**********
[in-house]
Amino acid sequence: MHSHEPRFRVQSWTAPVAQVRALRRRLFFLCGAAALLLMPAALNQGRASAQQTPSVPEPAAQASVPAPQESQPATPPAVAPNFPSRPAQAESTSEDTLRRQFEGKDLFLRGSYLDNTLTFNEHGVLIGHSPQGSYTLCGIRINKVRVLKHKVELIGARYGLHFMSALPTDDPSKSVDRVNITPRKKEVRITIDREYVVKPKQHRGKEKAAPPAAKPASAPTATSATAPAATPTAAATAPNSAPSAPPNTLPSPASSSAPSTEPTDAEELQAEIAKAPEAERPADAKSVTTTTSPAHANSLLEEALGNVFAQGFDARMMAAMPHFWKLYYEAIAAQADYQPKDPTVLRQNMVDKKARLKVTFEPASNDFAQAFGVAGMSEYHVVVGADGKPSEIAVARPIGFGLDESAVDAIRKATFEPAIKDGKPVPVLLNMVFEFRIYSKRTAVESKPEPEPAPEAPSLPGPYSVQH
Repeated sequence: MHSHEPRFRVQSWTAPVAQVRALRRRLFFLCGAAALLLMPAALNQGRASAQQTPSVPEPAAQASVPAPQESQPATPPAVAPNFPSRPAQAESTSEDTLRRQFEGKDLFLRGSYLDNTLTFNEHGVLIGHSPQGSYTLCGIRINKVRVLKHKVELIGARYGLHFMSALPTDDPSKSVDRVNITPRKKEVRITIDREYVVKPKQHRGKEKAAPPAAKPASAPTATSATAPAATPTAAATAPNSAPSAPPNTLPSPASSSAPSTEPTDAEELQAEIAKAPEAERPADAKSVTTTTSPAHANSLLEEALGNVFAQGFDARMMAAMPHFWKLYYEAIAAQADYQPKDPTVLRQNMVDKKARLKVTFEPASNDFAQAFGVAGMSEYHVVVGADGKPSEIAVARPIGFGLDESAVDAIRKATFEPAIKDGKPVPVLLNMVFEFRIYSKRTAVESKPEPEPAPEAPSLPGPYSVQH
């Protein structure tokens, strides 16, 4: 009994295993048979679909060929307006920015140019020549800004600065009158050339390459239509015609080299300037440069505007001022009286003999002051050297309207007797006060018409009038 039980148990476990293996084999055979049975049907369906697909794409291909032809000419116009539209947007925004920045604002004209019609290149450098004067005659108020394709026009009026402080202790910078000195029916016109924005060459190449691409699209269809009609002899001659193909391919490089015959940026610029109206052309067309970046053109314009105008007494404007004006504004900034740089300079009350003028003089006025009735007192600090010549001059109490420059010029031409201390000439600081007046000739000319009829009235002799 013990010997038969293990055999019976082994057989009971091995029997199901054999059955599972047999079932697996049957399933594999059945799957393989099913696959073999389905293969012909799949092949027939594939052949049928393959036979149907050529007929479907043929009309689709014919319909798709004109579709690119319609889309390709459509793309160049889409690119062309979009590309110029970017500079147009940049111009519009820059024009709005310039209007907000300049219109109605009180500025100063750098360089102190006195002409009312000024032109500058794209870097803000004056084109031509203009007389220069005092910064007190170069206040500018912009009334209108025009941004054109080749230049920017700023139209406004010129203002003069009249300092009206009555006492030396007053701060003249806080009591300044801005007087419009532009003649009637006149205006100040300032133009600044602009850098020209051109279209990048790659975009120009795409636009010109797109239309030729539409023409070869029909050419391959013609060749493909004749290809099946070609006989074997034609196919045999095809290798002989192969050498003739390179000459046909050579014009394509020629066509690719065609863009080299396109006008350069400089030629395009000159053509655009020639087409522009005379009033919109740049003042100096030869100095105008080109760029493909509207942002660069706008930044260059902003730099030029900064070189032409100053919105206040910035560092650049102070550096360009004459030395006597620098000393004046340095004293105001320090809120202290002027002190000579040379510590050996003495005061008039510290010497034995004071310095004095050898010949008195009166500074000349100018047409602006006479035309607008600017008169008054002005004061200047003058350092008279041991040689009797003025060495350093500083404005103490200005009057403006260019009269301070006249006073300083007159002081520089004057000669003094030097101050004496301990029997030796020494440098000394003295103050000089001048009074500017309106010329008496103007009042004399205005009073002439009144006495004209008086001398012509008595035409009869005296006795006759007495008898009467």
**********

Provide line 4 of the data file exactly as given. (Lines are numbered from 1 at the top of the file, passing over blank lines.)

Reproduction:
């Protein structure tokens, strides 16, 4: 009994295993048979679909060929307006920015140019020549800004600065009158050339390459239509015609080299300037440069505007001022009286003999002051050297309207007797006060018409009038 039980148990476990293996084999055979049975049907369906697909794409291909032809000419116009539209947007925004920045604002004209019609290149450098004067005659108020394709026009009026402080202790910078000195029916016109924005060459190449691409699209269809009609002899001659193909391919490089015959940026610029109206052309067309970046053109314009105008007494404007004006504004900034740089300079009350003028003089006025009735007192600090010549001059109490420059010029031409201390000439600081007046000739000319009829009235002799 013990010997038969293990055999019976082994057989009971091995029997199901054999059955599972047999079932697996049957399933594999059945799957393989099913696959073999389905293969012909799949092949027939594939052949049928393959036979149907050529007929479907043929009309689709014919319909798709004109579709690119319609889309390709459509793309160049889409690119062309979009590309110029970017500079147009940049111009519009820059024009709005310039209007907000300049219109109605009180500025100063750098360089102190006195002409009312000024032109500058794209870097803000004056084109031509203009007389220069005092910064007190170069206040500018912009009334209108025009941004054109080749230049920017700023139209406004010129203002003069009249300092009206009555006492030396007053701060003249806080009591300044801005007087419009532009003649009637006149205006100040300032133009600044602009850098020209051109279209990048790659975009120009795409636009010109797109239309030729539409023409070869029909050419391959013609060749493909004749290809099946070609006989074997034609196919045999095809290798002989192969050498003739390179000459046909050579014009394509020629066509690719065609863009080299396109006008350069400089030629395009000159053509655009020639087409522009005379009033919109740049003042100096030869100095105008080109760029493909509207942002660069706008930044260059902003730099030029900064070189032409100053919105206040910035560092650049102070550096360009004459030395006597620098000393004046340095004293105001320090809120202290002027002190000579040379510590050996003495005061008039510290010497034995004071310095004095050898010949008195009166500074000349100018047409602006006479035309607008600017008169008054002005004061200047003058350092008279041991040689009797003025060495350093500083404005103490200005009057403006260019009269301070006249006073300083007159002081520089004057000669003094030097101050004496301990029997030796020494440098000394003295103050000089001048009074500017309106010329008496103007009042004399205005009073002439009144006495004209008086001398012509008595035409009869005296006795006759007495008898009467």